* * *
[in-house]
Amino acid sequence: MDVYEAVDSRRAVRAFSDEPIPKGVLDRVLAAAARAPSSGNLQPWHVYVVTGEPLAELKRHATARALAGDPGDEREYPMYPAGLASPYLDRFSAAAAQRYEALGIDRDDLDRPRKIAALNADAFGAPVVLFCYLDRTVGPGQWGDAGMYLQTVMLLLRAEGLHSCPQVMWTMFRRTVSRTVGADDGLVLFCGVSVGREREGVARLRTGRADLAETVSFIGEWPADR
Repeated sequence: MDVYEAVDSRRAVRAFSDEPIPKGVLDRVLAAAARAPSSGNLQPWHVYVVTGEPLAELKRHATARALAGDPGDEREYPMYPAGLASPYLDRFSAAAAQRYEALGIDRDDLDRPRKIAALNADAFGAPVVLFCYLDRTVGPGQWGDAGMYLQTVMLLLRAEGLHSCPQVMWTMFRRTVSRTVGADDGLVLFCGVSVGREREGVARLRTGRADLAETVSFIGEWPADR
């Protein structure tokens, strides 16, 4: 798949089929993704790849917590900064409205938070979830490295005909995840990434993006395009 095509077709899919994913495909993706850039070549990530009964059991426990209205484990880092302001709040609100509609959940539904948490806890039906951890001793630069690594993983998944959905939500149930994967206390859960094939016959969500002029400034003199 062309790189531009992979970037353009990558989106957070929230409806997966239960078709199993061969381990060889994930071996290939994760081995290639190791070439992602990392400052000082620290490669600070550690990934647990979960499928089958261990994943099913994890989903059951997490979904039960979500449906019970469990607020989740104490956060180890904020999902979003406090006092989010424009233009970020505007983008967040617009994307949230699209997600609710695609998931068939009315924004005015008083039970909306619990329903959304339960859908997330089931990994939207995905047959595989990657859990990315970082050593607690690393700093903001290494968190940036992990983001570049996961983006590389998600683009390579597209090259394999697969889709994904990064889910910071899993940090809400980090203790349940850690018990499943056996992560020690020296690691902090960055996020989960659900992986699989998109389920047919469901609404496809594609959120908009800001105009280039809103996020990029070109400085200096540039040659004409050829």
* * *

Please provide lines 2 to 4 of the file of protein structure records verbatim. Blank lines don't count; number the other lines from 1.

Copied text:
Amino acid sequence: MDVYEAVDSRRAVRAFSDEPIPKGVLDRVLAAAARAPSSGNLQPWHVYVVTGEPLAELKRHATARALAGDPGDEREYPMYPAGLASPYLDRFSAAAAQRYEALGIDRDDLDRPRKIAALNADAFGAPVVLFCYLDRTVGPGQWGDAGMYLQTVMLLLRAEGLHSCPQVMWTMFRRTVSRTVGADDGLVLFCGVSVGREREGVARLRTGRADLAETVSFIGEWPADR
Repeated sequence: MDVYEAVDSRRAVRAFSDEPIPKGVLDRVLAAAARAPSSGNLQPWHVYVVTGEPLAELKRHATARALAGDPGDEREYPMYPAGLASPYLDRFSAAAAQRYEALGIDRDDLDRPRKIAALNADAFGAPVVLFCYLDRTVGPGQWGDAGMYLQTVMLLLRAEGLHSCPQVMWTMFRRTVSRTVGADDGLVLFCGVSVGREREGVARLRTGRADLAETVSFIGEWPADR
């Protein structure tokens, strides 16, 4: 798949089929993704790849917590900064409205938070979830490295005909995840990434993006395009 095509077709899919994913495909993706850039070549990530009964059991426990209205484990880092302001709040609100509609959940539904948490806890039906951890001793630069690594993983998944959905939500149930994967206390859960094939016959969500002029400034003199 062309790189531009992979970037353009990558989106957070929230409806997966239960078709199993061969381990060889994930071996290939994760081995290639190791070439992602990392400052000082620290490669600070550690990934647990979960499928089958261990994943099913994890989903059951997490979904039960979500449906019970469990607020989740104490956060180890904020999902979003406090006092989010424009233009970020505007983008967040617009994307949230699209997600609710695609998931068939009315924004005015008083039970909306619990329903959304339960859908997330089931990994939207995905047959595989990657859990990315970082050593607690690393700093903001290494968190940036992990983001570049996961983006590389998600683009390579597209090259394999697969889709994904990064889910910071899993940090809400980090203790349940850690018990499943056996992560020690020296690691902090960055996020989960659900992986699989998109389920047919469901609404496809594609959120908009800001105009280039809103996020990029070109400085200096540039040659004409050829």